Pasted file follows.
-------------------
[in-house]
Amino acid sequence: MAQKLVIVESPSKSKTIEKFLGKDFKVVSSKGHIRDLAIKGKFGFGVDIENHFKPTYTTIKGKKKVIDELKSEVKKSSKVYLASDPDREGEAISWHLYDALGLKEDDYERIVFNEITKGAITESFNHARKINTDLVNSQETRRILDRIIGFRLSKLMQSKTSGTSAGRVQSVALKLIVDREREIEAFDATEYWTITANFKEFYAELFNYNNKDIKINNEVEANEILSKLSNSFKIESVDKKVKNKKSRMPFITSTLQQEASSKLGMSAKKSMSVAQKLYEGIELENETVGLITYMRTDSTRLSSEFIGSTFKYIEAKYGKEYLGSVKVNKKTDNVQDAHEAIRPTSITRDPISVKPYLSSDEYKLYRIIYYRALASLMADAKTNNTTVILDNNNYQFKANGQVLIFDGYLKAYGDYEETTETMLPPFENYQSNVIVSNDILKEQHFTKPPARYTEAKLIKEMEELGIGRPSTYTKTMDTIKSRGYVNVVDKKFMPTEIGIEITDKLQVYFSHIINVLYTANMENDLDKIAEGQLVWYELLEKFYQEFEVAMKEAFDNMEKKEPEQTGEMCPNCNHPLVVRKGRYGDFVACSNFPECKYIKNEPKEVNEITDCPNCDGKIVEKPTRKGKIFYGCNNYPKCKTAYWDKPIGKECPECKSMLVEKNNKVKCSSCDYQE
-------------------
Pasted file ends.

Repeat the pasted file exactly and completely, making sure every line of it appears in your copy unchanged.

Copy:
[in-house]
Amino acid sequence: MAQKLVIVESPSKSKTIEKFLGKDFKVVSSKGHIRDLAIKGKFGFGVDIENHFKPTYTTIKGKKKVIDELKSEVKKSSKVYLASDPDREGEAISWHLYDALGLKEDDYERIVFNEITKGAITESFNHARKINTDLVNSQETRRILDRIIGFRLSKLMQSKTSGTSAGRVQSVALKLIVDREREIEAFDATEYWTITANFKEFYAELFNYNNKDIKINNEVEANEILSKLSNSFKIESVDKKVKNKKSRMPFITSTLQQEASSKLGMSAKKSMSVAQKLYEGIELENETVGLITYMRTDSTRLSSEFIGSTFKYIEAKYGKEYLGSVKVNKKTDNVQDAHEAIRPTSITRDPISVKPYLSSDEYKLYRIIYYRALASLMADAKTNNTTVILDNNNYQFKANGQVLIFDGYLKAYGDYEETTETMLPPFENYQSNVIVSNDILKEQHFTKPPARYTEAKLIKEMEELGIGRPSTYTKTMDTIKSRGYVNVVDKKFMPTEIGIEITDKLQVYFSHIINVLYTANMENDLDKIAEGQLVWYELLEKFYQEFEVAMKEAFDNMEKKEPEQTGEMCPNCNHPLVVRKGRYGDFVACSNFPECKYIKNEPKEVNEITDCPNCDGKIVEKPTRKGKIFYGCNNYPKCKTAYWDKPIGKECPECKSMLVEKNNKVKCSSCDYQE